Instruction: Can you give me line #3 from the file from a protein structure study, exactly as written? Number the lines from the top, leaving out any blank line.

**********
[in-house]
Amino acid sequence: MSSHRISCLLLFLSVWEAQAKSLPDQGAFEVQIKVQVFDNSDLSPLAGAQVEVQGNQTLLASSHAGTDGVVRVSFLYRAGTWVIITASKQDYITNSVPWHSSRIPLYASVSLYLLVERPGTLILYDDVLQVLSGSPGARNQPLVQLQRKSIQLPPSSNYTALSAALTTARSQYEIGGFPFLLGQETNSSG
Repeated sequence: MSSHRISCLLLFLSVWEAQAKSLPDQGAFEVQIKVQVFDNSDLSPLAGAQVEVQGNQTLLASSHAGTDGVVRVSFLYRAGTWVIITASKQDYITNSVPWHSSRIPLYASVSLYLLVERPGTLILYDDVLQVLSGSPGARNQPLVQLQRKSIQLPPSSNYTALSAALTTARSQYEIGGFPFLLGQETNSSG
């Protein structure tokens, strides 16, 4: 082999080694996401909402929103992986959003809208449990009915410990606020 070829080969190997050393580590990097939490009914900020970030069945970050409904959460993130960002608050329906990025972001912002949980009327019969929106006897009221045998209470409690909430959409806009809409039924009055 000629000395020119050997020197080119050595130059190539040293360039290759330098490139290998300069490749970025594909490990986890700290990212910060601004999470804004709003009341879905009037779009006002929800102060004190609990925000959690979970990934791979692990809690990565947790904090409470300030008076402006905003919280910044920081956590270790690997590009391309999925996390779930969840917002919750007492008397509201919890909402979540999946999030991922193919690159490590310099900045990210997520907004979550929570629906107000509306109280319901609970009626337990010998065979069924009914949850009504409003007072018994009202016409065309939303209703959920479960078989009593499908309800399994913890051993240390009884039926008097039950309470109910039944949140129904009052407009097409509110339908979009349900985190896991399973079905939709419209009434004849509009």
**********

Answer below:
Repeated sequence: MSSHRISCLLLFLSVWEAQAKSLPDQGAFEVQIKVQVFDNSDLSPLAGAQVEVQGNQTLLASSHAGTDGVVRVSFLYRAGTWVIITASKQDYITNSVPWHSSRIPLYASVSLYLLVERPGTLILYDDVLQVLSGSPGARNQPLVQLQRKSIQLPPSSNYTALSAALTTARSQYEIGGFPFLLGQETNSSG